Despite massive assessment errors that for the USA amounted to the odd 2 or 3 trillion, those responsible are still employed by the agencies, which, should anyone be inclined to accord with any necessary reason of being at all, inspires even less confidence.

This isn't to say that Europe doesn't have real problems. History, recent history especially, has taught us the severe lesson about whatever takes place negatively elsewhere, is going to negatively effect everyone sooner or later.
However, in the case of Afghanistan, instead of working closely with the first directly concerned, the Afghanis themselves, The West's way of fighting the Taliban has been with the 'co-operation' of the very nation that fostered them in the first place. The negative consequences suffered by the West now seem to include the absurdity of having to make generous annual payments to Pakistan to secure the right to wage war indirectly against Pakistan..

In our small world we should by now also understand that what is bad for one nation or continent, is bad for all nations and continents. It's therefore counter-productive and futile to try to take advantage of what first seems to be an isolated problem. Isolated problems no longer exist. No one anticipated the economic tidal wave, the domino effect triggered off in the USA. No one anticipated the negative effect the Grecian handling of financial affairs would cause Europe, therefore the whole world. Could it be said that Greece was granted a triple A to be accepted in the euro zone? Where then were the august, credit rating assessors in this case? And why should a nation that has been allowed admission on the strength of fraudulent figures, be allowed to remain a euro-zone member, without first having to undergo a strictly observed probation period, at the very least?

Maybe Hermes or Tyche has something to do with the Greek problem, but finally the responsibility would then be Zeus'. The Greeks had no God of financial credit rating assessment. All powerful Zeus who holds the aegis, would never have tolerating one. He wouldn't have lost time in making his own divine assessment which would have resulted in his thunderbolting such a tartuffian, self-proclaimed divinity straight from Mount Olympus all the way to Hades, who would have banished him to a murky corner in Tartarus for ever.
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The above portrait is of the merchant George Gisze. Der Kaufmann George Gisze of the Hansiatic League (1532) by Hans Holbein the Younger (1498-1543). Painted in oils on oak, 86.2 cm x 97.5 cm, this painting carried out in England is interesting because it's full of symbolic paradoxes and optical impossibilities. Holbein was fond of incorporating such subtle optical illusions and/or allusions. In this case they seem to have even more significance. The motto of Georg Gisze was Nulla sine merore voluptas (no pleasure without regret) which has a symbolic connection with the unbalanced scales. It thus suggests that the stable, balanced and secure financial world of George Gisze is not as sound as the impression it first gives. But no doubt Hans Holbein's allusion was already based on the understanding that the financial world is never as sound as it might appear.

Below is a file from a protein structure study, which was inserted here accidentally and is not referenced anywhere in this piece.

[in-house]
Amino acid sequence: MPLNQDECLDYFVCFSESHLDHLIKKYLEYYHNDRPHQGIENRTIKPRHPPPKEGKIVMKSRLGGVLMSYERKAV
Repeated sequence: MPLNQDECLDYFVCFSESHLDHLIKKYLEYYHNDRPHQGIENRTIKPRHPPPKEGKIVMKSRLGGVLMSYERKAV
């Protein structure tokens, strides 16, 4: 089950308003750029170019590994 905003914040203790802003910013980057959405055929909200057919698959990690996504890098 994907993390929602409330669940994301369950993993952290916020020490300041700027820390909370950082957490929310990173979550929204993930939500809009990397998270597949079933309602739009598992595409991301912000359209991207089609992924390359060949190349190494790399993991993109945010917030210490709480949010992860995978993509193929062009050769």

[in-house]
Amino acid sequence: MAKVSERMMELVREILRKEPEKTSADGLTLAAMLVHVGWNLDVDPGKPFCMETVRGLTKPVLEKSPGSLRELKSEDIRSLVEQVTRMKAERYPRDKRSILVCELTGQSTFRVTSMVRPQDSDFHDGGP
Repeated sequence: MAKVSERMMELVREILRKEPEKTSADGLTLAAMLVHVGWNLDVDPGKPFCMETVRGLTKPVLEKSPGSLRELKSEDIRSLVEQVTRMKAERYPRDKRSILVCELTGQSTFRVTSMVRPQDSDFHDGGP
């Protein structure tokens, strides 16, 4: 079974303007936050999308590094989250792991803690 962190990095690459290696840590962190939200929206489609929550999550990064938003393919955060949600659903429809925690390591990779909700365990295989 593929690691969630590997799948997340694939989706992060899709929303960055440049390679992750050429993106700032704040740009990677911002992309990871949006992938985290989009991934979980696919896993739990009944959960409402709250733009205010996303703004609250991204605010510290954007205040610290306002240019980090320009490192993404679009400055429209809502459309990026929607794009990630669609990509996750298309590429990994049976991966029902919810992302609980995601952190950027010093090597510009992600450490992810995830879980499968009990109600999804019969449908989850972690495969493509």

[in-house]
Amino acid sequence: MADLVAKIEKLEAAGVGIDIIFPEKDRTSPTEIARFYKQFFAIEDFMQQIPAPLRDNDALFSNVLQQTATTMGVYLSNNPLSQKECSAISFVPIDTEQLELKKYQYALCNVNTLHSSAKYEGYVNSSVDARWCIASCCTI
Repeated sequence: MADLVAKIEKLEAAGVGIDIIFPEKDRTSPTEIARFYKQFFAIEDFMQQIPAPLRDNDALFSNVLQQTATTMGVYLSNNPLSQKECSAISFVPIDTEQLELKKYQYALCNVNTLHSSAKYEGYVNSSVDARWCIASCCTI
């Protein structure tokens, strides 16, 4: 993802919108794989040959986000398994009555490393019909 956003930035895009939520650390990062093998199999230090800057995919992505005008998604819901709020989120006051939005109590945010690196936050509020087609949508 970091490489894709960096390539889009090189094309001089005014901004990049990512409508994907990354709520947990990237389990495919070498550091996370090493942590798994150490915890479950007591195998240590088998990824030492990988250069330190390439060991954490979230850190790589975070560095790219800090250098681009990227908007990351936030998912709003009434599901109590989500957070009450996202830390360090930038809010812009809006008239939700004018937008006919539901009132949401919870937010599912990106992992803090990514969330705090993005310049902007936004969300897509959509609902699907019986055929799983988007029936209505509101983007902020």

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Text © Mirino. Sources include Wikipedia. Intro portrait by Holbein, with thanks to Wikimedia Commons. December, 2011

To Fly
















I still remember with great pleasure the film To Fly, that I had the opportunity of seeing at the Smithsonian Air and Space museum in Washington, quite a few years ago now. The film itself, the first of the museum's, was made in 1976. Thirty five years ago, and I'm sure it hasn't pris une ride since it was made. Apparently it's still the most popular of all the films now shown there.
It's moving in every sense. But America is renowned for being able to present and extoll man's technical achievements and prowess in the best possible way, whereas Europe still seems to have complexes about praising the accomplishments of humanity. Something to do with history, no doubt.
After seeing the film one leaves with a warm feeling of elation, as if one has just landed, after a fabulous and unforgettable flight.

I was reminded of this film quite recently, on awaking, because I dreamt once more that I could fly. Or rather I could levitate myself at random. There was pleasant music (that miraculously I was actually able to hear) and this helped to trigger off an ability to rise in the air lying flat out but face upwards, and glide by leisurely shunting myself along with light, flipper motions of the hands, wherever I wished to go. In this dream I was also perfectly aware that I was defying gravity, and that in order to maintain this, I must continue to apply mind over matter with calm, serene control.

I had a similar dream several years ago. I may have referred to it already. It was so convincing that when I first awoke I was quite sure that I could fly, and was eager to try without delay. In that dream I glided face down, with arms outstretched, in 'superman' style. But I was limited to following the undulating soft grass and moss of vast meadows, thus near to ground level. Yet I knew that with applied concentration I could gain height quite easily. In the dream I was so enjoying gliding along quite fast, just brushing ground level, that I purposely postponed the idea of gaining height, deciding that I would save what I was sure would be an additional, delightful challenge for later on- so confident was I of the flying progress that I was bound to
be able to make.










Such dreams are supposed to come under the category of 'Lucid Dreams', meaning that one is dreaming and aware of dreaming at the same time. One feels free, exhilarated and sublimely content. These dreams can also signify that one is in command of a situation and thus able to rise above it, which seems logical enough.